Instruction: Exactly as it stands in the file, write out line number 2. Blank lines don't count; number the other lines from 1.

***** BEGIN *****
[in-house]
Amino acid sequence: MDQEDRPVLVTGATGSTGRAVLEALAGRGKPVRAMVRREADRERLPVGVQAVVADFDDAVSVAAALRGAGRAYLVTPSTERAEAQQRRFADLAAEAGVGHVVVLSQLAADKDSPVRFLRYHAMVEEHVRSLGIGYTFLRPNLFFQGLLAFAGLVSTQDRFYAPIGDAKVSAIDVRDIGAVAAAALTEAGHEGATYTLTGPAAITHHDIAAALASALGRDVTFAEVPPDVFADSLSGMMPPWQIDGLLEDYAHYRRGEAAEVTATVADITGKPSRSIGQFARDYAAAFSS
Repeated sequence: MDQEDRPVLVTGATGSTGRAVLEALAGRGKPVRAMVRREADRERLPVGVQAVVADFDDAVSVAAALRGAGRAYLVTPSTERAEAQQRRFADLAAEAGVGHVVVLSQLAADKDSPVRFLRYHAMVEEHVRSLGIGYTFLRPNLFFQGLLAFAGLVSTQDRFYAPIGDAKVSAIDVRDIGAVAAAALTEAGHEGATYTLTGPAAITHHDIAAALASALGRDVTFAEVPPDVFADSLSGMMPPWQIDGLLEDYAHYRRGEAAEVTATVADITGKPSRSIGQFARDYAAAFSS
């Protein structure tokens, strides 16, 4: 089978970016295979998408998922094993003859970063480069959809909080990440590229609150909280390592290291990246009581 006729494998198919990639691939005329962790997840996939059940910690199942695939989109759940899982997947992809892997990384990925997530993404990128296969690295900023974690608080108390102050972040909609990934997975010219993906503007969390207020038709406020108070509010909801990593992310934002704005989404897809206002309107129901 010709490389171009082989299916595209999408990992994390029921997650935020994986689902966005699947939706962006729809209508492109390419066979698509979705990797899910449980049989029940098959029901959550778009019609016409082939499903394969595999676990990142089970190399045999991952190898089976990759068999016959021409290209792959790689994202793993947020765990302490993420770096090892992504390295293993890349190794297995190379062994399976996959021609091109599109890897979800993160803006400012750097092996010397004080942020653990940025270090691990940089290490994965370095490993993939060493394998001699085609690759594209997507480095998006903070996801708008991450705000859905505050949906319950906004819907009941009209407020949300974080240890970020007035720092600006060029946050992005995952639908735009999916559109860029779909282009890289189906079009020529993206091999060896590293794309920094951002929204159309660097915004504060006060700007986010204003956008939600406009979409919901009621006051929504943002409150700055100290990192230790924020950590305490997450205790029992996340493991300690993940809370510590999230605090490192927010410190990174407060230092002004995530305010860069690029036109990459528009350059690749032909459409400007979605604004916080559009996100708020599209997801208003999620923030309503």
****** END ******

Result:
Amino acid sequence: MDQEDRPVLVTGATGSTGRAVLEALAGRGKPVRAMVRREADRERLPVGVQAVVADFDDAVSVAAALRGAGRAYLVTPSTERAEAQQRRFADLAAEAGVGHVVVLSQLAADKDSPVRFLRYHAMVEEHVRSLGIGYTFLRPNLFFQGLLAFAGLVSTQDRFYAPIGDAKVSAIDVRDIGAVAAAALTEAGHEGATYTLTGPAAITHHDIAAALASALGRDVTFAEVPPDVFADSLSGMMPPWQIDGLLEDYAHYRRGEAAEVTATVADITGKPSRSIGQFARDYAAAFSS